Carbon Monoxide: A Silent Killer
Winter weather and plummeting temperatures mean cranking the heat indoors. When the use of indoor heating systems or mobile space heaters increases, so does the risk for carbon monoxide (CO) poisoning.
According to the Centers for Disease Control and Prevention (CDC), accidental CO poisoning brings approximately 50,000 people to the emergency department and causes more than 400 deaths each year across the nation – many of which occur during the winter months. While, in general, most people know that CO poisoning can be very serious, many people do not know exactly how accidental poisoning can occur, or what it does to our bodies.
“With carbon monoxide poisoning what happens is that you breathe it in and it has a higher affinity for the red blood cells, and then that does not allow the oxygen to be transported to your muscles and the rest of your organ systems appropriately,” says Lauren Petoskey, an OSF HealthCare family medicine physician assistant.
Sources of CO commonly found in homes include: gas stoves and ovens, non-electric space heaters, furnaces, both gas and wood burning fireplaces, and malfunctioning dryers, water heaters, and cooking appliances. CO is also produced by things stored outdoors or in a garage, such as cars, trucks, small engines, grills, and lawn equipment.
Because CO has no smell and cannot be seen or heard, a person can become ill without knowing the cause. This is why CO poisoning is referred to as a “silent killer.”
While everyone is at risk for CO poisoning, infants, the elderly, and people with chronic heart disease, anemia, or breathing problems have a higher risk of getting sick from CO. The symptoms of CO poisoning can be fairly vague, making them easy to disregard until they worsen, but Petoskey advises individuals not to ignore any symptoms.
“They are very general signs and symptoms like fatigue, headache, some people experience dizziness – and prolonged exposure or overexposure can cause confusion, syncope or passing out, and can even lead to death,” Petoskey warns.
She adds, “If a baby is exposed there may be even more general symptoms. There might be a bit more fussiness or not eating as well. So it’s a little bit harder to pick up on if you have an infant.”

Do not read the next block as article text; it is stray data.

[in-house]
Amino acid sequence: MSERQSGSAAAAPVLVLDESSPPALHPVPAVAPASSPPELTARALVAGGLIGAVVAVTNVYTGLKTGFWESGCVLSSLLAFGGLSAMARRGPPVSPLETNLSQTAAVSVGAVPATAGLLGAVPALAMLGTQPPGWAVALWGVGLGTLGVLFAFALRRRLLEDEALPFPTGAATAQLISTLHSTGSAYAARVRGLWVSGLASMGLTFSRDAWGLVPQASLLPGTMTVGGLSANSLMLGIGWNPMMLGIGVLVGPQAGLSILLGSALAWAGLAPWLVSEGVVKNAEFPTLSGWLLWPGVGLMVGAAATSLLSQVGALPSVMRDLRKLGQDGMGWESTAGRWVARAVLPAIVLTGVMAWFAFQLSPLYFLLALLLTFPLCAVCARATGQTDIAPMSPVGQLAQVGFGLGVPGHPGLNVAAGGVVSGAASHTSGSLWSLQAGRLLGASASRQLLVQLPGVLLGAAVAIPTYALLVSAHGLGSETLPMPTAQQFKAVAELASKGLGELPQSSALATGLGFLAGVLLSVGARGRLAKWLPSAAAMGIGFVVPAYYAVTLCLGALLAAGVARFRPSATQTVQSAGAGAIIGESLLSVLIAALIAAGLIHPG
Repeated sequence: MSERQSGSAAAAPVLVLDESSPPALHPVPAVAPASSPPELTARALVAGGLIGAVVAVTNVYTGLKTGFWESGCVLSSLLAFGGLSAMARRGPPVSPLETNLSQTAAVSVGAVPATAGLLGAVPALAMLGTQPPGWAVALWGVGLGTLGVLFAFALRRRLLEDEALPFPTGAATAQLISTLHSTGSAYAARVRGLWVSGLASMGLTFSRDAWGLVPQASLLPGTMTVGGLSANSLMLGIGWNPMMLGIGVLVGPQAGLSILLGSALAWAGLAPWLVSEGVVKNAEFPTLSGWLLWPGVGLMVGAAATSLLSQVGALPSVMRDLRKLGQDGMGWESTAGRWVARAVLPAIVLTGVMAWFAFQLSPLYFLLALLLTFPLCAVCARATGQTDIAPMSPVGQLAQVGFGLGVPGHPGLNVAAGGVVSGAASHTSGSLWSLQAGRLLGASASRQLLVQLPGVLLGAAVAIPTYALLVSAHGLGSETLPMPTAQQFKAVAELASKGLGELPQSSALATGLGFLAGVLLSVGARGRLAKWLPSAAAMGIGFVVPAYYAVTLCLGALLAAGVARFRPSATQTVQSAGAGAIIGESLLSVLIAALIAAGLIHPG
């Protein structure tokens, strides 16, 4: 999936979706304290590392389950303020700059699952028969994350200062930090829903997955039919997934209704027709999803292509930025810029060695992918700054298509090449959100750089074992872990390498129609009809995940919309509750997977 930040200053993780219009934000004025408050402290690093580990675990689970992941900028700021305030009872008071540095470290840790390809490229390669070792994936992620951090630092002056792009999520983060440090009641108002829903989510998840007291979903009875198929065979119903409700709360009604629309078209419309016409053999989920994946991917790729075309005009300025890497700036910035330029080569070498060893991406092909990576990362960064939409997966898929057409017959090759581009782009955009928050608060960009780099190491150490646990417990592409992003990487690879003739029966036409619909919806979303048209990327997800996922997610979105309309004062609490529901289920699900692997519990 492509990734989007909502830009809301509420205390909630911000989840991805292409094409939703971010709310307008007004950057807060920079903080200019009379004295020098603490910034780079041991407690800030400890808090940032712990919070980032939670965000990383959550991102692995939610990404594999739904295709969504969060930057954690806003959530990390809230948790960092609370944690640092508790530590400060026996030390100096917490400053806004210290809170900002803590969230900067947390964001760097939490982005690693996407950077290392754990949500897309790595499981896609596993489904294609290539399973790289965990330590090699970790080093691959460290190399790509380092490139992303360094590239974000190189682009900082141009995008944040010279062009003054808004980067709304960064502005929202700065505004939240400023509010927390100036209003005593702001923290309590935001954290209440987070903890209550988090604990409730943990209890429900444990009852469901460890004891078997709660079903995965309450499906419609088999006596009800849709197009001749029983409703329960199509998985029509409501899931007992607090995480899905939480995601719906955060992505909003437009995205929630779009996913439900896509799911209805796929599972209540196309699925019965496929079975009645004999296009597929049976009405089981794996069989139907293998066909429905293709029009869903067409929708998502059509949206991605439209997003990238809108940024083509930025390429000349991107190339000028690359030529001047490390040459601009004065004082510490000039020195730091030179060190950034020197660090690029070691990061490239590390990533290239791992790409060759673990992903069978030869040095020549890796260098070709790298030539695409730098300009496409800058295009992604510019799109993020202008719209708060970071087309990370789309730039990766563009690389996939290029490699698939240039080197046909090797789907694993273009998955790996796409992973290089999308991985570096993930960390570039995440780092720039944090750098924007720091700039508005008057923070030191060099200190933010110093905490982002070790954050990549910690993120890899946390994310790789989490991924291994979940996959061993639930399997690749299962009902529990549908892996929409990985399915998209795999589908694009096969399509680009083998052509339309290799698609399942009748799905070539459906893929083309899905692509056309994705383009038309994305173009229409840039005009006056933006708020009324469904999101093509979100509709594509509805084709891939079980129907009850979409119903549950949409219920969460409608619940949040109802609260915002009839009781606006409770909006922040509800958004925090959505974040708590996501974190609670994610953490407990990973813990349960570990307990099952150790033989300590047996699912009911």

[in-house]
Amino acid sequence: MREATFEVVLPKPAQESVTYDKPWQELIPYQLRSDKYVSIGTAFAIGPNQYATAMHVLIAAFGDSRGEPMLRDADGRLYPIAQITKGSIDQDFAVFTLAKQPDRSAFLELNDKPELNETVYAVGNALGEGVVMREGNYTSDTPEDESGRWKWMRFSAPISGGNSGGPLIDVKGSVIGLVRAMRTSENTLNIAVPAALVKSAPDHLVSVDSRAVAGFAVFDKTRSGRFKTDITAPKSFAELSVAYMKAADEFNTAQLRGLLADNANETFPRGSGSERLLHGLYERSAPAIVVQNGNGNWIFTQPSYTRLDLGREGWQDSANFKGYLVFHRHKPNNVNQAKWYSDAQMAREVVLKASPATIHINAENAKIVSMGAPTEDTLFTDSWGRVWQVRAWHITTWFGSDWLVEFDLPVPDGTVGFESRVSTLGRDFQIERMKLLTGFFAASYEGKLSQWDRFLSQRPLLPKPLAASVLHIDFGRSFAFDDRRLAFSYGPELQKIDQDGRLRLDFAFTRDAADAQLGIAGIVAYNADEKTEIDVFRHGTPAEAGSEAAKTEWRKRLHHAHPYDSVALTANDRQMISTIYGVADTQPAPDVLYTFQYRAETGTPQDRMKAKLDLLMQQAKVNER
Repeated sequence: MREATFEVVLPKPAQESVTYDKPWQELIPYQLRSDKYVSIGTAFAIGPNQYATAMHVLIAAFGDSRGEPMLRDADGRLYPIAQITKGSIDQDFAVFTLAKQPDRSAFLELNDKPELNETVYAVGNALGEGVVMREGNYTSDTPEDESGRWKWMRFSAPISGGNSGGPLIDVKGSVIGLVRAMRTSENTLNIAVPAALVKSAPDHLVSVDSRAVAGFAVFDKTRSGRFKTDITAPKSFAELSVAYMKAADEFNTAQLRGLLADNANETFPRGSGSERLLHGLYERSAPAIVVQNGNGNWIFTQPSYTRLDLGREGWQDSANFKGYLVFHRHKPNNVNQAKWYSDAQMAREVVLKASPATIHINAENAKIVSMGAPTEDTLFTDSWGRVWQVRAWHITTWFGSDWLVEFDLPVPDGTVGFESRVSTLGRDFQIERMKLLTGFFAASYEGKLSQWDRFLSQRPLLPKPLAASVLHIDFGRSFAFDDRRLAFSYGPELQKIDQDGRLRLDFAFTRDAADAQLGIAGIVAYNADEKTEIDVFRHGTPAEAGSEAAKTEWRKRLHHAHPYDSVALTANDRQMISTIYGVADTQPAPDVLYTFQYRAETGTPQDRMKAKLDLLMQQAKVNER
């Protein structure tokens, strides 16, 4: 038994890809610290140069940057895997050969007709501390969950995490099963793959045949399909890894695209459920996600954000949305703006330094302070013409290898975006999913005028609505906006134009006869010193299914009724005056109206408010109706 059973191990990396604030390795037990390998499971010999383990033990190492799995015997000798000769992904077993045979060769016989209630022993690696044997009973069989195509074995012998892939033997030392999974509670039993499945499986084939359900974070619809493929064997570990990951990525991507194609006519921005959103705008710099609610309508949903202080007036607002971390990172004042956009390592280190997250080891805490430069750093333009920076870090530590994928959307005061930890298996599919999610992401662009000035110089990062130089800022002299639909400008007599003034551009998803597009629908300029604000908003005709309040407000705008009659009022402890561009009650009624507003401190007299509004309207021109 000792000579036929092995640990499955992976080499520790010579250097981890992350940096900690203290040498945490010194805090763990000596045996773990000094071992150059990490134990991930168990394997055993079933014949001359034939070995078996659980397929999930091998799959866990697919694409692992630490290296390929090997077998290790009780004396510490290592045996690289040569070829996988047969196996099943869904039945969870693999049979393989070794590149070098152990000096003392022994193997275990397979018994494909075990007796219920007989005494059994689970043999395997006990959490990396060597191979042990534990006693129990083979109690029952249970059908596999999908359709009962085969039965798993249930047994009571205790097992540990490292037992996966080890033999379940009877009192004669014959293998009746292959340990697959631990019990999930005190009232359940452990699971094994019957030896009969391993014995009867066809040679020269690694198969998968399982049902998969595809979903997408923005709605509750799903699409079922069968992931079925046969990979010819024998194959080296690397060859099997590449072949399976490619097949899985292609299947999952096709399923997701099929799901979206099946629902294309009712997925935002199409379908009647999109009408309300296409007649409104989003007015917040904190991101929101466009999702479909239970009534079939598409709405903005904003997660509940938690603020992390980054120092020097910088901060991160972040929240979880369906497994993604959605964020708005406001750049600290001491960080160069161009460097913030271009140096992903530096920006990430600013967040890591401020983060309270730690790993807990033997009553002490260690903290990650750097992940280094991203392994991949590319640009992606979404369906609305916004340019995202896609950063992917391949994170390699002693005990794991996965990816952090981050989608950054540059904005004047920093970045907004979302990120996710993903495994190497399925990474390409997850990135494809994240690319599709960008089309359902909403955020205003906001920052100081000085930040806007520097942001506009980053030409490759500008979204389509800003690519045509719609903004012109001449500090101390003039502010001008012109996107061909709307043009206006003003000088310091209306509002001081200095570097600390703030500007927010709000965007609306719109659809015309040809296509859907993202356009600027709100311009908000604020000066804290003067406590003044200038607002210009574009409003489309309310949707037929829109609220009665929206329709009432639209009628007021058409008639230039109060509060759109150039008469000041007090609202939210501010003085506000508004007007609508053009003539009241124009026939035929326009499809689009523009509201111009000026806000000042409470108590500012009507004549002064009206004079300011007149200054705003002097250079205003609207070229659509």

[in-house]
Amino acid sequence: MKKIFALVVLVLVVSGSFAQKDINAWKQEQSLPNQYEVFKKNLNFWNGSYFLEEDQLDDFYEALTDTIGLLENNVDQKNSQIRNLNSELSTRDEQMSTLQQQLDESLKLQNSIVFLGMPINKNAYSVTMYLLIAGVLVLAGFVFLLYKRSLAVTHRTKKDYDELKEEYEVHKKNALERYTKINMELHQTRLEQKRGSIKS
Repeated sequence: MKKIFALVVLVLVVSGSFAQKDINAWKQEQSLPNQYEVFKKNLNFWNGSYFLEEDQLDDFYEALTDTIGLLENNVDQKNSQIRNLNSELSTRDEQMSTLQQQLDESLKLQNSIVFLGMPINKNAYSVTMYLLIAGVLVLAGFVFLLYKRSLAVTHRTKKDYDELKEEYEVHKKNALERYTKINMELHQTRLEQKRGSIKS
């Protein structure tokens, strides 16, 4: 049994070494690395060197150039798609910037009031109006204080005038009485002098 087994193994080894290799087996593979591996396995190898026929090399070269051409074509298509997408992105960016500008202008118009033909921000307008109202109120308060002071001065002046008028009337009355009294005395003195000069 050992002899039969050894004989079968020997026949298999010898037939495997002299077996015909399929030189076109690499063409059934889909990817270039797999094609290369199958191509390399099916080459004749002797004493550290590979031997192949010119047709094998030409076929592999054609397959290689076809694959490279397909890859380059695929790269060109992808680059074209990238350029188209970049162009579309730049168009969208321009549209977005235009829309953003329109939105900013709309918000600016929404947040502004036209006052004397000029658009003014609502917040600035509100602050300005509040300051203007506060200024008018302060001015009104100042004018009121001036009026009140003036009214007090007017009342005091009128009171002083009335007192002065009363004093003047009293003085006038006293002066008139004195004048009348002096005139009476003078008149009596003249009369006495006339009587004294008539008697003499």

The most effective way to detect a CO leak early is by having a battery-operated or battery back-up carbon monoxide detector in your home, and checking or replacing the battery every few months. To help serve as a reminder, it is recommended to check your CO detector battery every time you adjust your clocks in both spring and fall.
The CDC also recommends taking the following measures to help prevent CO poisoning: have your heating system, water heater, and any other gas, oil, or coal burning appliances checked by a qualified technician each year; have your chimney checked or cleaned each year; if you smell an odor from your gas refrigerator, have it serviced, as an odor from a gas refrigerator can actually indicate a CO leak; make sure your gas appliances are vented properly; never use a gas range or oven for household heating; never burn charcoal indoors; and never use a generator inside your home.
It is also important to take safety measures outside the home, like having a mechanic check the exhaust system of your car or truck each year – and never leaving your vehicle running inside a garage even if the garage door is open, especially if it is attached to your home.
“Because the symptoms are very general, that’s what makes the diagnosis difficult. If you have a known exposure – say there was a car that was running and it wasn’t in a very well-ventilated area, or you have a gas heater in the house and you have concern that it may be faulty – those would be higher risk factors. And if you are having the associated symptoms, that’s when I would recommend that you seek medical attention,” advises Petoskey.
According to the CDC, not only do red blood cells pick up CO faster than they do oxygen, but if there is a lot of CO in the air the body may replace oxygen in the blood with the CO. If you are at home and think you and your family might be experiencing CO poisoning, getting oxygen back into your bloodstream as soon as possible is important. Do not wait for medical help to arrive to get outside.
“The mainstay of treatment is getting away from the carbon monoxide. Get outside and get far away from the house or building that you’re in. Take some nice, big deep breaths of oxygen. What they would do at the hospital is put oxygen on. So getting away from the exposure and taking some deep breaths of regular air would be helpful,” Petoskey says.
Stay safe this winter. Leave your home immediately and call 911 if your CO detector goes off, whether or not you or someone in your household is experiencing signs of CO poisoning. Don’t assume it is a fluke. On the other hand, if someone is exhibiting signs of CO poisoning but your detector has not gone off, err on the side of caution and call 911 anyway. In either case, stay outside until you have been evaluated by a medical professional and your home has been deemed safe for you to reenter.
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When the use of indoor heating systems or mobile space heaters increases, so does the risk for carbon monoxide poisoning.